Example: a tree Generation length unknown; ~ 50 years in similar species Endemic to dry forest, which have been intensively cut for agriculture over last century. Today only highly fragmented forest patches remain, and suffer: Intense predation from deer and cattle Uncontrolled fires Estimated 95% habitat loss over past 150 years: given population densities & distribution, suspected population decline of at least 50%. Habitat loss ongoing. Regeneration close to zero due to intensive grazing; seeds also consumed by butterfly larvae – suspected population decline of up to 80% over next 100 years. Population decline rate based on: Massive habitat loss Introduced predators EN A2 CR/EN A3 Here’s another example: A tree species has an unknown generation length, but similar species in the same genus have a generation length of around 50 years; experts believe this is a reasonable generation length for this species. It is endemic to dry forest, which have been reduced dramatically, both in size and quality, due to agricultural expansion over the past century. What remains today are highly fragmented patches that suffer intense predation from deer and cattle, and also suffer uncontrolled fires. Habitat reduction is estimated at 95% over last 150 years, and this degradation continues today. Based on population densities and the distribution of the species within its habitat, experts suspect a population reduction of at least 50% over the past 150 years as direct consequence of this habitat loss – the species thus meets EN A2, as the causes of the decline have not stopped and we don’t know if the decline is reversible. Regeneration of this species is close to zero because the seedlings are intensively grazed and a very high proportion of the seeds are consumed by butterfly larvae on some sites – experts thus suspect a population reduction of up to 80% over next century, as the population is made up of mostly adult trees that are not replaced when they die. Both past and future population decline rates are based on the effects of massive habitat loss and introduced predators, so we list subcriteria c and e. Given that the future decline rate may be up to 80%, the low end of the CR threshold, experts decide that EN A3 is a more reasonable listing than CR A3. With the evidence of large declines over the last 150 years and very weak current regeneration abilities, it is likely that the species has declined by at least 50% over the past three generations and will likely decline by at least 50% over the next three generations, hence a listing as EN A2+3ce. A2+3c A2+3e EN A2+3ce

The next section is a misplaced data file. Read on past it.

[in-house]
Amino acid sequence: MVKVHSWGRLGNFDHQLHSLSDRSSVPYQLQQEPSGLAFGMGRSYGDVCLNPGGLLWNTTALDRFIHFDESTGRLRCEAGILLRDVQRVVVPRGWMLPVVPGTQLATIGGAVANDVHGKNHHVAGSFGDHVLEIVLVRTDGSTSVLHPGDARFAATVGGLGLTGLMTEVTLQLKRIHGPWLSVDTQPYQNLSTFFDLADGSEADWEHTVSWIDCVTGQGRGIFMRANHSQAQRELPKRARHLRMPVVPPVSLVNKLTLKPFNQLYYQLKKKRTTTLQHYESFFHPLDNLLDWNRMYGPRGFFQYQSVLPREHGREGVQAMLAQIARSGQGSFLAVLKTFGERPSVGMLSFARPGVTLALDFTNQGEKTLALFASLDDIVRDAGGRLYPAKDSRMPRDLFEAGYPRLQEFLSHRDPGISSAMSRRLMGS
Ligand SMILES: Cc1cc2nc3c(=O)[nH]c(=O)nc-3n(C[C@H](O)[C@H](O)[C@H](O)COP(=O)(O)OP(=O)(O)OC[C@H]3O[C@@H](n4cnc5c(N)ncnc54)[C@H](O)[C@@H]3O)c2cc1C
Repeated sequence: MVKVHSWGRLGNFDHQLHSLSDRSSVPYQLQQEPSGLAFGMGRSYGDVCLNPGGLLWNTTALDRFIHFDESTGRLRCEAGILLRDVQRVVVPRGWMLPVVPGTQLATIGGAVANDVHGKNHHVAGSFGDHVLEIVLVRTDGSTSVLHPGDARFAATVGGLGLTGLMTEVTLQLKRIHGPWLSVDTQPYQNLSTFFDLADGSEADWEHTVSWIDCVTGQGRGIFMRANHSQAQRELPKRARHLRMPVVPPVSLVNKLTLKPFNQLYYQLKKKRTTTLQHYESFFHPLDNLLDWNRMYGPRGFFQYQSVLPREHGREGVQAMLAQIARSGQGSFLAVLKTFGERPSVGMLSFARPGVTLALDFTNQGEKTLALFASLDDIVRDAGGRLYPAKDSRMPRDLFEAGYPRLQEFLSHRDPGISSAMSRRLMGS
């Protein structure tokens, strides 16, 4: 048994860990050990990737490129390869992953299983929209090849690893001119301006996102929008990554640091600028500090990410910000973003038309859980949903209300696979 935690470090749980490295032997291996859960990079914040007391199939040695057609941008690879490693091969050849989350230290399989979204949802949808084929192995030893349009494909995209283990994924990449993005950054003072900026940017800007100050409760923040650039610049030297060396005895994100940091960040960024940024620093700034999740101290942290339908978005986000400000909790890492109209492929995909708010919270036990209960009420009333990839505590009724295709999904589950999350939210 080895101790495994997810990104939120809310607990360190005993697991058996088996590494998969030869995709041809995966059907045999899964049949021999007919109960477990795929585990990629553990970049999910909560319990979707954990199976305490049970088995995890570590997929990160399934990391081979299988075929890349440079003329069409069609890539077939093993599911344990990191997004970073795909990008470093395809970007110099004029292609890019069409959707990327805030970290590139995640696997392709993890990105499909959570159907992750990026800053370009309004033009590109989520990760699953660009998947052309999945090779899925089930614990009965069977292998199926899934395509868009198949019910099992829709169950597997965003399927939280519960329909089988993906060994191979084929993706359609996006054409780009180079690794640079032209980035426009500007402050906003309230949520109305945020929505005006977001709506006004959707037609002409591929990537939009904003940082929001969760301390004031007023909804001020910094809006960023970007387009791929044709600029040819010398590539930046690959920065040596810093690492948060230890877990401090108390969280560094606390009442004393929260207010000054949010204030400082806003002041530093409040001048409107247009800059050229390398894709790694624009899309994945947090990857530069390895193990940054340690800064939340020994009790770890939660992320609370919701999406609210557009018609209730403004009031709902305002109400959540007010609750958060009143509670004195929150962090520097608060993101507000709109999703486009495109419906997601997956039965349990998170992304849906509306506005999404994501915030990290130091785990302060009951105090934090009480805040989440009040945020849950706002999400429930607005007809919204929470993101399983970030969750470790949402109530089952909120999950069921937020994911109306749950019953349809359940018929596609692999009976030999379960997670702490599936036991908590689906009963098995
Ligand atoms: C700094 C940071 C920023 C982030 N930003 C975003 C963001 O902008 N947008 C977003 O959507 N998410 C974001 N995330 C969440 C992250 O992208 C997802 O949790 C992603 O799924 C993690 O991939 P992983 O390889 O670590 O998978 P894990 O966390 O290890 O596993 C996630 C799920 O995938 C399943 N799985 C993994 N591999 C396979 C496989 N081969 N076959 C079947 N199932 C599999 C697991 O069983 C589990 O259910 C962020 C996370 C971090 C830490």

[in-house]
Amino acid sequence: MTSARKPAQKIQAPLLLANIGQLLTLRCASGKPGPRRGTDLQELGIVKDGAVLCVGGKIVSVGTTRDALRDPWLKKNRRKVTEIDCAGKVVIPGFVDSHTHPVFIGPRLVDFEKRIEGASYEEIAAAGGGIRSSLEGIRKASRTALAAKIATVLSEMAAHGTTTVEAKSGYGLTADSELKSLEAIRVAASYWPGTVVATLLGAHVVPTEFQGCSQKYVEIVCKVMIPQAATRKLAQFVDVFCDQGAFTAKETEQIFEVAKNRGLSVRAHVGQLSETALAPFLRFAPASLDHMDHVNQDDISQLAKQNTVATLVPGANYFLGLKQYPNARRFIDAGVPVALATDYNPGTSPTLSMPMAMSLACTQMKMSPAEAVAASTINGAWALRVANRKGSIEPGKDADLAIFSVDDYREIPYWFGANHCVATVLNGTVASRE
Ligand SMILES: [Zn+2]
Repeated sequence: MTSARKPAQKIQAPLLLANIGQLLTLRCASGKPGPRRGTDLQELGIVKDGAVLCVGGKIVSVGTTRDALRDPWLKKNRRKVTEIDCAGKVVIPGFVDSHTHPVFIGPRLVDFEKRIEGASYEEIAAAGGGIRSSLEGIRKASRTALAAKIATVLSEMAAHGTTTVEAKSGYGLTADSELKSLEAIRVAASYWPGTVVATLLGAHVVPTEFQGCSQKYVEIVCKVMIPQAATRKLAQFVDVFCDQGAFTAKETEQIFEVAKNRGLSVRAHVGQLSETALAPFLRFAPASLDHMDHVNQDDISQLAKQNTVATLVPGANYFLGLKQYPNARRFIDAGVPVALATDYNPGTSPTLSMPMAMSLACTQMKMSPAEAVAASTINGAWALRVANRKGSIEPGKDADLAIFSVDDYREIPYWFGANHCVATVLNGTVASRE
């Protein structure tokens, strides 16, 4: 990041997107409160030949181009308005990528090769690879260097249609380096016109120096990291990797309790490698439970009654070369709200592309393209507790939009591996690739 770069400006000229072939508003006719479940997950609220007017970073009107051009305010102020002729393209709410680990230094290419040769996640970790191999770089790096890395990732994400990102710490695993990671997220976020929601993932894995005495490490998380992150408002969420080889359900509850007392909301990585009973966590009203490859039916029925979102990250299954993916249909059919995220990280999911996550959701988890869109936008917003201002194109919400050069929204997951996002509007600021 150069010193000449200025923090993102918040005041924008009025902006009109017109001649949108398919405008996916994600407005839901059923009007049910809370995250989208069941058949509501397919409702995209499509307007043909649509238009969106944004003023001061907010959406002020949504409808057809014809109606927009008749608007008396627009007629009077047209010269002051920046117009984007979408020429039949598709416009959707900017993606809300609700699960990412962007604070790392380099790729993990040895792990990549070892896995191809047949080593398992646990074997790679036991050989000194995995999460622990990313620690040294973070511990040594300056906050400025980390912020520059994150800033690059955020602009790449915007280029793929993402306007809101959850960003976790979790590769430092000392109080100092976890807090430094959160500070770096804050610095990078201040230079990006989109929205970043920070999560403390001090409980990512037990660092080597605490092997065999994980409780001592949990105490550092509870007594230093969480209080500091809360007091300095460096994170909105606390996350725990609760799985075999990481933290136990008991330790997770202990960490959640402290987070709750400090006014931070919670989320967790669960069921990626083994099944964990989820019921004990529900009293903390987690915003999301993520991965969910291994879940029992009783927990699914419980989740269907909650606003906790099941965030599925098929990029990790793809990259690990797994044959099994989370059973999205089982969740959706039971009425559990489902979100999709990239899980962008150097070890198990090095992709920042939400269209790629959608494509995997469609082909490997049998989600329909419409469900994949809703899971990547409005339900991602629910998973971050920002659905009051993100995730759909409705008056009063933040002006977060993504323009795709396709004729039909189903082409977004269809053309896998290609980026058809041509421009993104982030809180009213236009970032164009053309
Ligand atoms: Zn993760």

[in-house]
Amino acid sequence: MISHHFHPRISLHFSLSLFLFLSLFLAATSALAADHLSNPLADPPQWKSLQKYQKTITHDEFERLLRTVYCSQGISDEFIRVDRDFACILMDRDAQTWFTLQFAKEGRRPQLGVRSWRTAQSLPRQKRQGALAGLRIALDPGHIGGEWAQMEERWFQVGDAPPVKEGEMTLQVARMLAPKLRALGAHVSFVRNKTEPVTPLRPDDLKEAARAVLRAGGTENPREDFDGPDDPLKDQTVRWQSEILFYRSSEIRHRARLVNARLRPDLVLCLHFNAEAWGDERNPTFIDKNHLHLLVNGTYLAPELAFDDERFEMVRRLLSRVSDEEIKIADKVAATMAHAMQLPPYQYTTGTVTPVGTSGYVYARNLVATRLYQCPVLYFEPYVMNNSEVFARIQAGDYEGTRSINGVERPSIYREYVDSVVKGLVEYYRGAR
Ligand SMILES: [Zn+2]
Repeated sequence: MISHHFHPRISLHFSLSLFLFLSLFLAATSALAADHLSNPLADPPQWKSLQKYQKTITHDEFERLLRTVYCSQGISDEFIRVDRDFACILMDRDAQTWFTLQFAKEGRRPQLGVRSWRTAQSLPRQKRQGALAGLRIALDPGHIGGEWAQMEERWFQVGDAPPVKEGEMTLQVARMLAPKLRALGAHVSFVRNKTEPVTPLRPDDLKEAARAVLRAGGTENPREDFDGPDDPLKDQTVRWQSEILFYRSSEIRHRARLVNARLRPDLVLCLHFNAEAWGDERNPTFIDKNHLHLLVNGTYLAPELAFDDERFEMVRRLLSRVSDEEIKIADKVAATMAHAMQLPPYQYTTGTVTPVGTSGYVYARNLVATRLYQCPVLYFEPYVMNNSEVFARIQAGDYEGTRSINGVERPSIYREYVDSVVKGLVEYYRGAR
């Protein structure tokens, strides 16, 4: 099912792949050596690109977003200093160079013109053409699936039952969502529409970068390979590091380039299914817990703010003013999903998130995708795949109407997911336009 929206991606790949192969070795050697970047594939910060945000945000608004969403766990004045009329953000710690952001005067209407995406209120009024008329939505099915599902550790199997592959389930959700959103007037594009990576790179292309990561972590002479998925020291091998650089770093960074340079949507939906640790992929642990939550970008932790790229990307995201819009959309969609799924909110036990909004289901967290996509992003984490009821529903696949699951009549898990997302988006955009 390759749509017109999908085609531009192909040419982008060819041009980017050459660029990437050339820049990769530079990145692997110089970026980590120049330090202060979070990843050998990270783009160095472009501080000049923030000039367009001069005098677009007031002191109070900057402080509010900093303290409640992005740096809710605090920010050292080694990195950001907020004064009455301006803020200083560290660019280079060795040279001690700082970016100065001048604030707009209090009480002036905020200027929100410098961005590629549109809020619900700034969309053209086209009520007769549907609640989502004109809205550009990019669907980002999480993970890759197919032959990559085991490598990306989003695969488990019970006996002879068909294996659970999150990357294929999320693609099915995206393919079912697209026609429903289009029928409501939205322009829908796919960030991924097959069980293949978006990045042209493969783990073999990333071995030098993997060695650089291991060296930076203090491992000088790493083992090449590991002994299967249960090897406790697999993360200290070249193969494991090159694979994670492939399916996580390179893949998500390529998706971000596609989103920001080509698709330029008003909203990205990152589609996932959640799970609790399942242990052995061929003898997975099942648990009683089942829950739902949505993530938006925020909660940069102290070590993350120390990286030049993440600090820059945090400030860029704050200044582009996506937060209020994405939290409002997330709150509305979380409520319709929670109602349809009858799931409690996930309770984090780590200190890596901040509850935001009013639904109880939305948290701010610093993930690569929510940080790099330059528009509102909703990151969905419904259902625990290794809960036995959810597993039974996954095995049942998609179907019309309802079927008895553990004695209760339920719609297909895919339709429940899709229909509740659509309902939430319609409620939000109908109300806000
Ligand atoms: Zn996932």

Near Threatened (NT) example: